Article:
A while back I wrote about Dick Smith being a stupid place to buy stuff.
The cheapest HDMI cable you can buy on sale at Dick Smith, with the 15% discount, is a staggering $55.23.
Despite a Dick Smith staff member’s comment on the post
“I work there and I will admit you can get pretty much anything we sell cheaper on the internet”
…Amnon, amongst others, commented that there are in fact some things that are cheaper to get from DSE, but it still leaves the mystery of the $55 HDMI cable.
Now from an interesting source comes an answer – and it makes sense. DC based political blogger Matt Yglesias picked up on the notion that the HDMI cables are an idiot tax (or information tax). Actually Matt got that from Alex Tabarrok:
My best guess is that this is an unusually strong version of the hidden fee model of Laibson and Gabaix. In that model, firms overprice one aspect of service–such as a hotel charging exorbitant rates for telephone service–as an idiot tax. Crucially, the idiot tax is matched by an IQ-subsidy; the price of the hotel room is lower than it would be without the idiot tax–so the idiots don’t know to shop elsewhere and the high-IQ types are, in fact, drawn to stores with an idiot tax. Thus, buy your blu-ray player at places such as Best Buy which sell a lot of expensive cable as well as massively overpriced extended warranties.
I’d extend that, and see there are three reasons that people pay these prices:
- Convenience: Buyers know the price is unfair, but chose to pay as the difference in price is made up by the convenience of buying the item in store.
- Information: Buyers don’t know that the prices are unfair – as they are unaware of the either because they do not now the prices elsewhere.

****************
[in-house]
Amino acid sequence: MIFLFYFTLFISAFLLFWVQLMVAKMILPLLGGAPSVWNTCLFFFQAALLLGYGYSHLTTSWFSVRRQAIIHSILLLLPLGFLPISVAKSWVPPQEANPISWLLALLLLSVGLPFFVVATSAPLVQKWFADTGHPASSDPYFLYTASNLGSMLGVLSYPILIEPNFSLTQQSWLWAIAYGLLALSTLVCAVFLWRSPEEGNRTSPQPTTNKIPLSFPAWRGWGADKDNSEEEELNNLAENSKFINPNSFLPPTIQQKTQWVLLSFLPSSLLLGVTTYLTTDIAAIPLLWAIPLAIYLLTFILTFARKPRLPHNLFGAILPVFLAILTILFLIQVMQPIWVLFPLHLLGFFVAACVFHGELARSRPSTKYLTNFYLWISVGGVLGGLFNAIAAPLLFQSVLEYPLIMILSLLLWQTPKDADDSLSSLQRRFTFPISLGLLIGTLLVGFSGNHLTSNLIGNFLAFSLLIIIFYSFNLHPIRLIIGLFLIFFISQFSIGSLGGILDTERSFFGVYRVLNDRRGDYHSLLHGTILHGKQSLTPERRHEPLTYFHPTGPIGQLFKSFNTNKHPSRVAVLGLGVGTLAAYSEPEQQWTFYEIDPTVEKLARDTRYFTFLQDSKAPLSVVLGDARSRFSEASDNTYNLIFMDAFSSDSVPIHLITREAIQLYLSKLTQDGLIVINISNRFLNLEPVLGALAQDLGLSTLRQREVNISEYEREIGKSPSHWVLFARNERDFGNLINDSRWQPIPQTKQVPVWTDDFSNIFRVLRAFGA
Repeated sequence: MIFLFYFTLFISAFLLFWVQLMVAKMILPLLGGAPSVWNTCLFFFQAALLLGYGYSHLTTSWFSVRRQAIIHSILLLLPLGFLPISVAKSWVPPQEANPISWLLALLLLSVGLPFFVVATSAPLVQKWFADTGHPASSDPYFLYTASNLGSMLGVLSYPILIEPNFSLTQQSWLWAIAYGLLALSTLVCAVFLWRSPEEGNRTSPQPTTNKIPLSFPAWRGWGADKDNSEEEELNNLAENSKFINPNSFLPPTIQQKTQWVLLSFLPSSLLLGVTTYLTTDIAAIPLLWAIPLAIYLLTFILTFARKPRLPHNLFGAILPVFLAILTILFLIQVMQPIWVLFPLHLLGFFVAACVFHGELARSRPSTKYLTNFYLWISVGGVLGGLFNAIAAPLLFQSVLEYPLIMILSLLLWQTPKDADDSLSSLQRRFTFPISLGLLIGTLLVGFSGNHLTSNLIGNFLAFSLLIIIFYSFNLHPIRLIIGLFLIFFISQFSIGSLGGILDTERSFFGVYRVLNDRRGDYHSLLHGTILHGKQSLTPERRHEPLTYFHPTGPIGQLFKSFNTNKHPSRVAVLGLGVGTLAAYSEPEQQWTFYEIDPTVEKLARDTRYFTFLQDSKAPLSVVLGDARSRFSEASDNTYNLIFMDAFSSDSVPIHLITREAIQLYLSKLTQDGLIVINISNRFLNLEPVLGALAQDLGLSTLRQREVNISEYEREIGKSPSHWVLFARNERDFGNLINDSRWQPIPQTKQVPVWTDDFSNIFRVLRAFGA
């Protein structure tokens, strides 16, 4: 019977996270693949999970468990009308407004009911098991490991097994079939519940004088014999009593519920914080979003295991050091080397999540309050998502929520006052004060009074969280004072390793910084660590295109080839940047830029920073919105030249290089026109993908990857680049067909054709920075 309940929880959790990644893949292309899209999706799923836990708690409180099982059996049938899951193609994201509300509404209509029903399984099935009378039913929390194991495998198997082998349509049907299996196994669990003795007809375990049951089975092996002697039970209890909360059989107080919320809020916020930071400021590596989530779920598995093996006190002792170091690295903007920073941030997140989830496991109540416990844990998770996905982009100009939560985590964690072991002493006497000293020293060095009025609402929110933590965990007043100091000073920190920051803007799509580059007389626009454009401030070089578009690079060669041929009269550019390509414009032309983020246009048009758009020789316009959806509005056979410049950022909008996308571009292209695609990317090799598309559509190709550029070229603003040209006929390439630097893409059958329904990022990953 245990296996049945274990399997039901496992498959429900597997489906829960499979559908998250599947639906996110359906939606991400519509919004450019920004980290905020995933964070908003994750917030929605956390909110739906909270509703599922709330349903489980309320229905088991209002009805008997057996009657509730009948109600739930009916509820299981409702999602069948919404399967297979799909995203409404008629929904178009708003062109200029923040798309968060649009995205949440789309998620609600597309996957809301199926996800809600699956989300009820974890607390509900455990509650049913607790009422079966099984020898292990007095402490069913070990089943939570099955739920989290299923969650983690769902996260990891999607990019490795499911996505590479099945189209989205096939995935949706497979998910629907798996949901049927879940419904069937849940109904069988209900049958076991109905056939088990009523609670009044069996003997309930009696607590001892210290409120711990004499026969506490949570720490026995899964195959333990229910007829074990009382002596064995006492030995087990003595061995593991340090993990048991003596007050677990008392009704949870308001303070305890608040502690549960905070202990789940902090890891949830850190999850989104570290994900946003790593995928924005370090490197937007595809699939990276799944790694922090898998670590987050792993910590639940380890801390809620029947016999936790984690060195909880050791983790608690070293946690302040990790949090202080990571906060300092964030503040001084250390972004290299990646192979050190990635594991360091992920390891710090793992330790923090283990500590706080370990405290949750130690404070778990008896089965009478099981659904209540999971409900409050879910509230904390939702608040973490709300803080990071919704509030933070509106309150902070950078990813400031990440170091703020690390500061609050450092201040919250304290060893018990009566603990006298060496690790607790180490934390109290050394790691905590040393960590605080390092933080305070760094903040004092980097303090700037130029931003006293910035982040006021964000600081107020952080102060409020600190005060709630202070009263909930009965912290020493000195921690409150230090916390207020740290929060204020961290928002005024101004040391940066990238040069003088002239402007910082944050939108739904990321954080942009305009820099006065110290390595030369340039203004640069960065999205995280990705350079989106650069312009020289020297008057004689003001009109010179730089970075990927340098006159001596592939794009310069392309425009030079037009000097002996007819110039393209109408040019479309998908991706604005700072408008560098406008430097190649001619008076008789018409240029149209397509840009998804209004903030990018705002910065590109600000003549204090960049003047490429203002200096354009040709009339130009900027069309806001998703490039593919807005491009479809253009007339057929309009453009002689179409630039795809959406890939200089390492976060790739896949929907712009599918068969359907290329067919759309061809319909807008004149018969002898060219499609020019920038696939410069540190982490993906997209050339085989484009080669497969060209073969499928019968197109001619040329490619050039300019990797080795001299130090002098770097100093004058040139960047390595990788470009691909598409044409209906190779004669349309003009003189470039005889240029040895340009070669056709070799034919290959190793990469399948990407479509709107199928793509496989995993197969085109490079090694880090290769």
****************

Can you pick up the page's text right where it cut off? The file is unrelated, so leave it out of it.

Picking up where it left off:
- Coercion: Buyers know the price is unfair, but pay the price as they feel that they have no other option.
Let’s examine these in turn, but first let me state that any business that treats their customers as uninformed or coerces them into buying things should understand that the idiot is not the customer, but themselves.
This is actually fair – if the extra price a store charges for an accessory is more than compensated by the convenience of obtaining that item immediately, then buyers can make a rational choice. This is a form of price discrimination – a time rich and money poor student may choose to shop around, while a harassed business person in a suit may choose to pay the premium.
It’s critical, however, that the difference in price is not excessive, as then the situation can easily move into the third category of coercion.
This is screwing the customer. The store has deliberately chosen to take advantage of the naivety of their shoppers and is taking excess margin.
While this win-lose transaction works at the cashier, stores should realise that in the long run the information will emerge. This manifests itself in a gradual erosion in the public perception of the store. In marketing speak – this is brand erosion, in business speak this is falling sales and eventual bankruptcy.
This is clearly screwing the customer, with the full knowledge of the customer. Assuming the customer has not walked away this coercive approach results in much faster brand erosion through word of mouth and publicity. The customer experience is negative and they do business with the seller under duress. This is clearly unsustainable.
Where industries contrive to collectively screw customers they open themselves up to a new competitor that breaks the rules and offers customers a straight deal. Indeed all of these approaches carry that risk. Let’s look at some example industries, and how a new player could take advantage.
Convenience Stores and service stations charge more for basic items as you will pay more to get it 24/7 and in an easy location. There are plenty more examples of the 1: convenience category.
Existing store chains can be out competed by mid-small sized supermarkets – much like the metro markets in London or downtown Wellington. There is also room for a service station chain to lower prices of key products and promote that as a competitive advantage. Finally the 24 hour supermarket with service station attached completely changed the industry – reducing the need to c-stores and taking big chunks out of petrol station margins.